What percentage of prostate cancer patients are really good candidates for active surveillance?

In addition to the new data from Johns Hopkins, reported earlier this week, that were highly supportive of active surveillance as a first-line management strategy for “favorable-risk” prostate cancer, another recent study has suggested that as many as 67 percent of newly diagnosed patients may be good candidates for such first-line management. … READ MORE …

New data from Johns Hopkins on outcomes after active surveillance

A new article from the group at Johns Hopkins has now confirmed that rates of prostate cancer-specific mortality and progression to metastatic disease are extremely low at 15 years of follow-up in their 18-year-long active surveillance cohort. … READ MORE …

The expanding role of active surveillance in urology

It is fascinating to see that, as urologists have begun to understand and accept the viability and value of active surveillance (“expectant management”) in management of prostate cancer, they are beginning to see other uses for this strategy too. … READ MORE …

Sticks and stones can break your bones, and words can really hurt you

Smart physicians have always been extremely conscious that how they present information can have a profound impact on exactly how patients will react to that information. … READ MORE …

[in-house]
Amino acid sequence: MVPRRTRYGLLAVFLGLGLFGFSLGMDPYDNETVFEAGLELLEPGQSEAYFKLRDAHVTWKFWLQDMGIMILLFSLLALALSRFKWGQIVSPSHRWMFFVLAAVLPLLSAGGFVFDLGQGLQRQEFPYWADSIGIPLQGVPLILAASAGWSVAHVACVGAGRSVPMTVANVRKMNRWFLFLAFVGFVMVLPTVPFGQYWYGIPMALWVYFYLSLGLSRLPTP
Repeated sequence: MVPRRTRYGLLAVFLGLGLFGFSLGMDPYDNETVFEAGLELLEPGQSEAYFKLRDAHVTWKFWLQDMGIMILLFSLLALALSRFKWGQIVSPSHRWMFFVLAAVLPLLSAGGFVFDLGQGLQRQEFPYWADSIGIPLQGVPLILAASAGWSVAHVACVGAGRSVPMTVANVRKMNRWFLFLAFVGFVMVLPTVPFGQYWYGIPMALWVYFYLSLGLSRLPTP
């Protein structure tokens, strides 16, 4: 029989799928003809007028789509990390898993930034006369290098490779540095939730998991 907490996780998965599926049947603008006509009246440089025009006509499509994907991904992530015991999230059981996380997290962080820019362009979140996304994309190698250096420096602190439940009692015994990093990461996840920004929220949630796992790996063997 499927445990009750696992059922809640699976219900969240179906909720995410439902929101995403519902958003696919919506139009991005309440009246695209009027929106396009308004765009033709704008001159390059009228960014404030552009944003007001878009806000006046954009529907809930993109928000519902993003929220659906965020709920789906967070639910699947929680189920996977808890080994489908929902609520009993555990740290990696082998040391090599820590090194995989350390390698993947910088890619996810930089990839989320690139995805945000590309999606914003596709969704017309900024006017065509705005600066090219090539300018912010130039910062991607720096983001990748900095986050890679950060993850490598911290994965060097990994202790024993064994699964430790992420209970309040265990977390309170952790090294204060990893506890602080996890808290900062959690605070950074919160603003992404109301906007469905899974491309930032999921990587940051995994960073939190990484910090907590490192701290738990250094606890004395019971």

Selection of appropriate candidates for management with active surveillance

In this month’s issue of the Journal of Urology, Dr. Peter Carroll (of UCSF) and Dr. Mark Dall’Era (formerly of UCSF and now at UCDavis) have contributed an editorial entitled “What is the optimal way to select candidates for active surveillance of prostate cancer?” … READ MORE …

Active surveillance, upgrading on repeat biopsy, and consequent management

In February this year we commented on an article that argued in favor of active surveillance as an appropriate initial management strategy for “favorable” intermediate-risk prostate cancer. … READ MORE …

Other items from the annual meeting of the AUA

A combination of travel and other commitments made it difficult for your sitemaster to complete his summaries of significant information presented at this year’s annual meeting of the American Urological Association (AUA), so here’s the final wrap-up. … READ MORE …

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